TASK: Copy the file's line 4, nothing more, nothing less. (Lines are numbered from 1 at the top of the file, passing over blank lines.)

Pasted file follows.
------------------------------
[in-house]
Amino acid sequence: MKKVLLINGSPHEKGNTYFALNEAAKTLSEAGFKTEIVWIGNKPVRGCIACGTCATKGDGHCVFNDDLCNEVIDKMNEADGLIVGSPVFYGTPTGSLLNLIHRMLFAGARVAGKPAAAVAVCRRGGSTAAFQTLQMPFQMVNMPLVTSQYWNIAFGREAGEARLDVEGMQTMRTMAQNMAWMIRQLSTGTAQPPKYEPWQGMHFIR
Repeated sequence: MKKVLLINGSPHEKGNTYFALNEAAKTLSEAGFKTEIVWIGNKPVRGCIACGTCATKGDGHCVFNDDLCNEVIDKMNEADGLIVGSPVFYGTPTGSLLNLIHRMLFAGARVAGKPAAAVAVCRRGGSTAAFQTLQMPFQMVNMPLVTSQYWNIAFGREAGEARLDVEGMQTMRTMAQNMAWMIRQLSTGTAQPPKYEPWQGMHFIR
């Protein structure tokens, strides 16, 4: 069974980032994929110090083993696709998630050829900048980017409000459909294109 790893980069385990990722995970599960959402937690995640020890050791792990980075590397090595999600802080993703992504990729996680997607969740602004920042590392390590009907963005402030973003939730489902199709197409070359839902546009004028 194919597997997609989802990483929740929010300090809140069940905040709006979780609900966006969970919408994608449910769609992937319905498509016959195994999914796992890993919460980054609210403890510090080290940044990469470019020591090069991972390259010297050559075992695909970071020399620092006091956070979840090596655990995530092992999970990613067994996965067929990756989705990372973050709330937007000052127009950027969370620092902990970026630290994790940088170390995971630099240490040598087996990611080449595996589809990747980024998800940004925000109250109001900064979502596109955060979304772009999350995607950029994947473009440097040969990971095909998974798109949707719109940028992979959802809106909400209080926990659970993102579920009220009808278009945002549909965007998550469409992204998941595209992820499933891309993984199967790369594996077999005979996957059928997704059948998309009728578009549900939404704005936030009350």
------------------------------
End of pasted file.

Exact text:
């Protein structure tokens, strides 16, 4: 069974980032994929110090083993696709998630050829900048980017409000459909294109 790893980069385990990722995970599960959402937690995640020890050791792990980075590397090595999600802080993703992504990729996680997607969740602004920042590392390590009907963005402030973003939730489902199709197409070359839902546009004028 194919597997997609989802990483929740929010300090809140069940905040709006979780609900966006969970919408994608449910769609992937319905498509016959195994999914796992890993919460980054609210403890510090080290940044990469470019020591090069991972390259010297050559075992695909970071020399620092006091956070979840090596655990995530092992999970990613067994996965067929990756989705990372973050709330937007000052127009950027969370620092902990970026630290994790940088170390995971630099240490040598087996990611080449595996589809990747980024998800940004925000109250109001900064979502596109955060979304772009999350995607950029994947473009440097040969990971095909998974798109949707719109940028992979959802809106909400209080926990659970993102579920009220009808278009945002549909965007998550469409992204998941595209992820499933891309993984199967790369594996077999005979996957059928997704059948998309009728578009549900939404704005936030009350």